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High Blood Pressure at Age 50 Tied to Dementia Later in Life

High Blood Pressure

Having high blood pressure at age 50 is linked to an increased risk for Alzheimer’s disease and other forms of dementia years later, according to a new report. The blood pressure need not even be in the treatment range. People whose systolic blood pressure — the top number in a blood pressure reading — was 130 were at increased risk for later dementia, even though treatment for high blood pressure with medications does not usually begin until someone’s pressure has reached 140.

The findings, published in the European Heart Journal, underscore the need to keep blood pressure in check to help avoid dementia later in life. A healthy blood pressure is generally regarded at 120/80 or below; and above 140/90 is considered as high blood pressure.

For the study, scientists looked at more than 8,000 men and women who were part of a large and ongoing study in Britain. They got blood pressure readings in 1985, when study participants were between the ages of 35 and 55. Blood pressure was again measured in 1991, 1997 and 2003, when many of the participants were in their 60s and 70s.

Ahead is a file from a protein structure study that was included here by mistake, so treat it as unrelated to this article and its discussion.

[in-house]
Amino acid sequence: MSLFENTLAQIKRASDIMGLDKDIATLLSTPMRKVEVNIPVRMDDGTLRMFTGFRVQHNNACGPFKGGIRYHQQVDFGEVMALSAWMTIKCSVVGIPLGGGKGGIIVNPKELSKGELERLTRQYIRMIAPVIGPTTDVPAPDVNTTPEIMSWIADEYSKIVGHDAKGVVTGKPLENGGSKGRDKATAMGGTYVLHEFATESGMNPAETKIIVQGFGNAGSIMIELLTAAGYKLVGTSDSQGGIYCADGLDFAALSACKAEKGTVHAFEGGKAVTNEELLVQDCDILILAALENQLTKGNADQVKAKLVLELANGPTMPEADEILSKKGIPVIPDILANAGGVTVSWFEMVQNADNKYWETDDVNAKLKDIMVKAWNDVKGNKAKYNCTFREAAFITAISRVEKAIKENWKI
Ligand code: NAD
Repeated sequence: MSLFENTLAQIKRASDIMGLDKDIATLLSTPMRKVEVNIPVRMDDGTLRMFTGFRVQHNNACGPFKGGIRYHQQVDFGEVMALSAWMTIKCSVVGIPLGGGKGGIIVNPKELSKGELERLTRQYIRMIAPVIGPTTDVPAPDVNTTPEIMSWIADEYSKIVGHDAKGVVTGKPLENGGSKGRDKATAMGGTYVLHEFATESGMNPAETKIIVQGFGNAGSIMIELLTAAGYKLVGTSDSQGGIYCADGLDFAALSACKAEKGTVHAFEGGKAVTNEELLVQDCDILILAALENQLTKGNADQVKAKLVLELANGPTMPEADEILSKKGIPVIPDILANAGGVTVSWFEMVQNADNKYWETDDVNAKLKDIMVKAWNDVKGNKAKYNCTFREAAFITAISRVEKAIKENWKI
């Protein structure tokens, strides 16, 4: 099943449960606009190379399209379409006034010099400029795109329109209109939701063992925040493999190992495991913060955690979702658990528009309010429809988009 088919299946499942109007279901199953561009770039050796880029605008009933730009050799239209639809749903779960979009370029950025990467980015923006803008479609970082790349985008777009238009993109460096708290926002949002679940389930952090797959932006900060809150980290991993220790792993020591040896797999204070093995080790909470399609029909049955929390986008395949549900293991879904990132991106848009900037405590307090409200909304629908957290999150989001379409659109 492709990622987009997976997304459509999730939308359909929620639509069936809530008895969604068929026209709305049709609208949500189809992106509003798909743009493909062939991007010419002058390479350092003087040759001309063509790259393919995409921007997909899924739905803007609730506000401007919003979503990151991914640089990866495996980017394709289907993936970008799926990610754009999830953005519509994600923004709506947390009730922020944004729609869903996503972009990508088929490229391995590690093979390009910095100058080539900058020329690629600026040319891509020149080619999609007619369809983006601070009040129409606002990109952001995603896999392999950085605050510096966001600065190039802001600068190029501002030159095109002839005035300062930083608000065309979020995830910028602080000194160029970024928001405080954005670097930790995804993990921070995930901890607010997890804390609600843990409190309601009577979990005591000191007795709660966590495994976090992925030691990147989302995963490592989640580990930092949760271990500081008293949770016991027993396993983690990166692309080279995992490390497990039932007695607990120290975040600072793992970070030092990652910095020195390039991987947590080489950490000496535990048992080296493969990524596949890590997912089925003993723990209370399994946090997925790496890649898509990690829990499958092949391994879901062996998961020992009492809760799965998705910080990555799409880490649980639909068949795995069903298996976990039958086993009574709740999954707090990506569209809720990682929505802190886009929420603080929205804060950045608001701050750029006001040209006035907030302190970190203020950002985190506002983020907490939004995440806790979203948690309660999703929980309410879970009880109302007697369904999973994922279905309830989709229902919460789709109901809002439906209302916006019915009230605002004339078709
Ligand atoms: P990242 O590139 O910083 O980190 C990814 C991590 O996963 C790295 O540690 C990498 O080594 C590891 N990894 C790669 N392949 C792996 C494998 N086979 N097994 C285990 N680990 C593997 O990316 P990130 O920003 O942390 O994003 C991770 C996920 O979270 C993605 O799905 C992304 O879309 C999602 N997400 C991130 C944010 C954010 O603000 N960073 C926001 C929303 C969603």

The health records of those in the study were followed through March of 2017. By that time, 385 had been diagnosed with dementia.

The researchers found that having a systolic blood pressure of 130 or greater at age 50 was associated with a 38 percent increased risk of dementia. The risk was independent of other cardiovascular risk factors like stroke or heart failure.

Developing high blood pressure at age 60 or 70, on the other hand, did not increase dementia risk, perhaps because it may take decades for high blood pressure to take a toll on the brain.

High blood pressure often has no symptoms. But it can, over many years, damage blood vessels throughout the body, including in the brain, where blood vessels can be extremely narrow.

Elevations in diastolic blood pressure, the lower number in a blood pressure reading, were not tied to an increased risk of dementia.

Earlier studies had found that various heart risk factors at midlife are also risk factors for Alzheimer’s disease. In addition to high blood pressure, being overweight, smoking, leading a sedentary life or having diabetes can all increase your risk of developing dementia years down the road.

If you are prescribed blood pressure drugs, it is important to keep taking them to keep blood pressure in check.

By ALZinfo.org, The Alzheimer’s Information Site. Reviewed by Marc Flajolet, Ph.D., Fisher Center for Alzheimer’s Research Foundation at The Rockefeller University.

Source: Jessica G. Abell, Mika Kivima¨ki, Aline Dugravot, et al: “Association between systolic blood pressure and dementia in the Whitehall II cohort study: role of age, duration, and threshold used to define hypertension.” European Heart Journal, June 13, 2018

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